'Understanding Combi Ovens' - CESA Buying Guide

Catering Equipment Suppliers Association

The following information is provided courtesy of The Catering Equipment Suppliers Association.

Understanding Combi Ovens

A combi-oven combines several cooking functions in one piece of kitchen equipment and the shortening of the description “combination” is how a combi-oven gets its name.  The combi-oven uses dry heat - either still or fan-driven - and steam, which is injected into the oven when the food being cooked needs it. An alternative name for the oven is the combi-steamer. 

The combi-oven is the most versatile piece of equipment any professional kitchen can have. These are just some of the examples of its benefits: 

Meat  – Up to a third of the weight of a piece of meat can be lost during dry roasting through loss of the water content of the meat. Having gentle steam in the oven during roasting both minimises weight loss and produces a more tender joint. 

Fish – steaming is an ideal cooking medium for this delicate product. 

Vegetables – By cooking in steam instead of boiling water, vegetables keep more of their nutritional value and natural colour. 

Baking – by operating as a fan-driven convection oven, baked goods are evenly and crisply cooked. A slight injection of steam can also enhance some baked foods such as bread. 

Regeneration – Food which has been pre-cooked and correctly chilled prior to service can be rapidly brought up to serving temperature, avoiding the need to hold food hot for long periods which leads to flavour loss and drying out. Combi-ovens are ideal for busy banqueting operations and can handle both ready-plated meals and multi-portion containers.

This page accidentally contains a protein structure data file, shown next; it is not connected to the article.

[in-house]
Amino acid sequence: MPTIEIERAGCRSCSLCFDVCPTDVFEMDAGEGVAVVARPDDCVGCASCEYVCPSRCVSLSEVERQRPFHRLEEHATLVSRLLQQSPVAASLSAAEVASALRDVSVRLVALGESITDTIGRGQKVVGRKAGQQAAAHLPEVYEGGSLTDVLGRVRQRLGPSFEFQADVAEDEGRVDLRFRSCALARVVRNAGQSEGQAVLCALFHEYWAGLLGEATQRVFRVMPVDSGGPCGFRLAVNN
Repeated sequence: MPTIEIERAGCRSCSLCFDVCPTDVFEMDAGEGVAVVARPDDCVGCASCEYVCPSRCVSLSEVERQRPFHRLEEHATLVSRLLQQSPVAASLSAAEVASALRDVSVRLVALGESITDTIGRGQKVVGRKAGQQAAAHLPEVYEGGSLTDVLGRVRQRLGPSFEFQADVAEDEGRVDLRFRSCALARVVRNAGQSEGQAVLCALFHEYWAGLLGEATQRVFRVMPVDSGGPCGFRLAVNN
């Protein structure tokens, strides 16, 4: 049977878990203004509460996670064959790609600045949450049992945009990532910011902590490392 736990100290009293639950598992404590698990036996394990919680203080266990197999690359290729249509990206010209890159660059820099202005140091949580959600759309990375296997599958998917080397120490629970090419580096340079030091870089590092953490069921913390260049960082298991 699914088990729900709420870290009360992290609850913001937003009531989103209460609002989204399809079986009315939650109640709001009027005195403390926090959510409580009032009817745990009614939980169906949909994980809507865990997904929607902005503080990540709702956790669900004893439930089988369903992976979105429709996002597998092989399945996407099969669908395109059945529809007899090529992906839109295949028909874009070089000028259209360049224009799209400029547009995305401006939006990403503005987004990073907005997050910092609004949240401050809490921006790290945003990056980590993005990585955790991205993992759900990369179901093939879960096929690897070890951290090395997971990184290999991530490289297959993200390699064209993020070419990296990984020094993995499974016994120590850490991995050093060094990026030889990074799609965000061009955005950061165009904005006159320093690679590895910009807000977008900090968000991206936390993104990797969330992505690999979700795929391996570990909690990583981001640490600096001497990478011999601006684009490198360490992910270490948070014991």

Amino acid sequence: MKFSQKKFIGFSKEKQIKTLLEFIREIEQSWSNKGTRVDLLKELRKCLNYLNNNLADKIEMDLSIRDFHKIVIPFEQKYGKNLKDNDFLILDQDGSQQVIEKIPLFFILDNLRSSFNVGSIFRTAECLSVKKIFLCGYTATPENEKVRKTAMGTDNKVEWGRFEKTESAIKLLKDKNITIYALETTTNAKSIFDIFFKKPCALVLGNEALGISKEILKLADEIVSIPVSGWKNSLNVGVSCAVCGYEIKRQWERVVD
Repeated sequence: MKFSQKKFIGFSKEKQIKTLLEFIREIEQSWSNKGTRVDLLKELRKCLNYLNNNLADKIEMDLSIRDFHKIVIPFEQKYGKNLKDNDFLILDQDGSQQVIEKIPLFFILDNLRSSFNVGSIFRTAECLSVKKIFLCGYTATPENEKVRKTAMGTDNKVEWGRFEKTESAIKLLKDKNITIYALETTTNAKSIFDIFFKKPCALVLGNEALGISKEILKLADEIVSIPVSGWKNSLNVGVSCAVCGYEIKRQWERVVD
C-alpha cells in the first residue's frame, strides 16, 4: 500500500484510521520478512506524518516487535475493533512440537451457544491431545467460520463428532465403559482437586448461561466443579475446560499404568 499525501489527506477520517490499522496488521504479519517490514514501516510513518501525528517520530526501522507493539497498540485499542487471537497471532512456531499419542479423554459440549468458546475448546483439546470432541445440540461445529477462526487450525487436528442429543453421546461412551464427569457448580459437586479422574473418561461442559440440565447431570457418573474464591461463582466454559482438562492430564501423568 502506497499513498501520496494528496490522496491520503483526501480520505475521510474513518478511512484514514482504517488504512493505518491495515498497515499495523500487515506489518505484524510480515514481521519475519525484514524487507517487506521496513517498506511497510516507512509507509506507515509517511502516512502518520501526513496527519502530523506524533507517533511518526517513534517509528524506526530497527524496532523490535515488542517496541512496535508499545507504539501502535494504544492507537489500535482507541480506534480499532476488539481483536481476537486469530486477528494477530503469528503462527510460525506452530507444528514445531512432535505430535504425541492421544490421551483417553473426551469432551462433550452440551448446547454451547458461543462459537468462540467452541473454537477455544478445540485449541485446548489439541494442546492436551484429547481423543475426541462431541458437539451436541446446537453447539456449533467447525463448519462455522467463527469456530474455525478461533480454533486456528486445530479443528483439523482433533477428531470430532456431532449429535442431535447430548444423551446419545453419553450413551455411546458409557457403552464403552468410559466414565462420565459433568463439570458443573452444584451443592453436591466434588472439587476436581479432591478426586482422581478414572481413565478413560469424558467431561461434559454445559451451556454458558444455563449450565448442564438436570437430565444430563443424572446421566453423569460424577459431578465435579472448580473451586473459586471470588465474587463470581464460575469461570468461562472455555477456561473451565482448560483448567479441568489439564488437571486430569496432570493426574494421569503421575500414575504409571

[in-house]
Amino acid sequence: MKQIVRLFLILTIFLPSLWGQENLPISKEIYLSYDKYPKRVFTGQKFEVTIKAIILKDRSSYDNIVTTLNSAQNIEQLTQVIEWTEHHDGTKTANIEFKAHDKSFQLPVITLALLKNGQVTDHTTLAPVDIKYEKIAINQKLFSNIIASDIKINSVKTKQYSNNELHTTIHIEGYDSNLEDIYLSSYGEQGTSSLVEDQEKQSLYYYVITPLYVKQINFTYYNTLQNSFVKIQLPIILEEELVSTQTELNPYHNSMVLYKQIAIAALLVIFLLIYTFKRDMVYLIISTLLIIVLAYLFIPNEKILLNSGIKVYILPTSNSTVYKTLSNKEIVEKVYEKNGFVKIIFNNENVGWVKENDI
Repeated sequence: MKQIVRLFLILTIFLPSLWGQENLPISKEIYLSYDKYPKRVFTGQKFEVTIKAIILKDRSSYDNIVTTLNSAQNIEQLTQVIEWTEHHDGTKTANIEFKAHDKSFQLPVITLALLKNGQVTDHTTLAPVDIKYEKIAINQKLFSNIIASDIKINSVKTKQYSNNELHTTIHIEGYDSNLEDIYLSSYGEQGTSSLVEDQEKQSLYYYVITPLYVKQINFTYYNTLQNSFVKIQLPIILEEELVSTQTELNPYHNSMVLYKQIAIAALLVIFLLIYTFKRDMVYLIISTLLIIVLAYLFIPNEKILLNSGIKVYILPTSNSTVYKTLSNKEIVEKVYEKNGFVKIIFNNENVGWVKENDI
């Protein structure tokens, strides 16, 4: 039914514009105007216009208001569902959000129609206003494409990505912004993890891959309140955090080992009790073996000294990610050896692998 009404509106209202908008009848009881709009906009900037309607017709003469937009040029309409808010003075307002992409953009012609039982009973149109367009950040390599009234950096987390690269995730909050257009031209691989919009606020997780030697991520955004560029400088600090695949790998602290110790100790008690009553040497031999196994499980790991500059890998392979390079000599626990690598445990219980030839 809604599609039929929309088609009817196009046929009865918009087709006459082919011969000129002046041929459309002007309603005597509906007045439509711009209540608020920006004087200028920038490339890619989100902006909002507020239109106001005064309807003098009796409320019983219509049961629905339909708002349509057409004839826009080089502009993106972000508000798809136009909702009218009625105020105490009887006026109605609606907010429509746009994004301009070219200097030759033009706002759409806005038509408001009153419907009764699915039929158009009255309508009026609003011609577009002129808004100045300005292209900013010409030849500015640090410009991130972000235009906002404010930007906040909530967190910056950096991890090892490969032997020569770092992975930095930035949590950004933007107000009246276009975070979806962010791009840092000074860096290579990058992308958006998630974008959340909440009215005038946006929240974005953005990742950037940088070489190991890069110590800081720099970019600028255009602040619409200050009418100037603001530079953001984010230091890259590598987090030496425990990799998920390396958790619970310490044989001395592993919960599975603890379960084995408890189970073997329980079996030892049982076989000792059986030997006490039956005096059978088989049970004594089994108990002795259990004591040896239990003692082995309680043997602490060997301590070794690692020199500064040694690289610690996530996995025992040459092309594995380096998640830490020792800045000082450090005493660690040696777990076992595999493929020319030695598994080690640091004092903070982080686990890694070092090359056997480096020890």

What is needed in the kitchen to install a combi-oven? 

A water supply and energy supply. Combi-ovens will run off electric, mains gas and LPG. 

How to calculate the size of combi-oven needed 

This is a job an oven manufacturer will arrange for you. The size of combi-oven needed is calculated by the amount and types of food to be cooked. 

A combi-oven is not just for big food operations 

Combi-ovens come in a range of sizes and all manufacturers build ovens for the small independent caterer as well as the very high volume outlets 

Technical question to ask before making a choice of combi-oven

 ·         What are the performance and cost implications resulting from steam coming from a water boiler or by spraying water onto heated elements in the oven? 

·         Why is it necessary to fit a water filtration system to the oven to remove dissolved salts in the water and prevent scaling? 

·         Is there a high pre-heat function to enable fast heat recovery when cold food is put into the oven?

·         How easy the oven cavity and the door seals are to clean and what self-cleaning features the oven has. 

·         What are the programming features, how easy are they for staff to understand and do they meet my kitchen needs? Is there a self-diagnostic facility to warn me should something go wrong? 

·        Is there a food core temperature probe, rapid cool-down feature or a reversible fan for even heat distribution?

 Look after it!

 The combi-oven is the workhorse of the kitchen and one of the most versatile items of prime cooking equipment any kitchen can have. It can steam, bake, roast and “dry-fry” chips, breaded and battered  frozen products using the residual fat in the coating.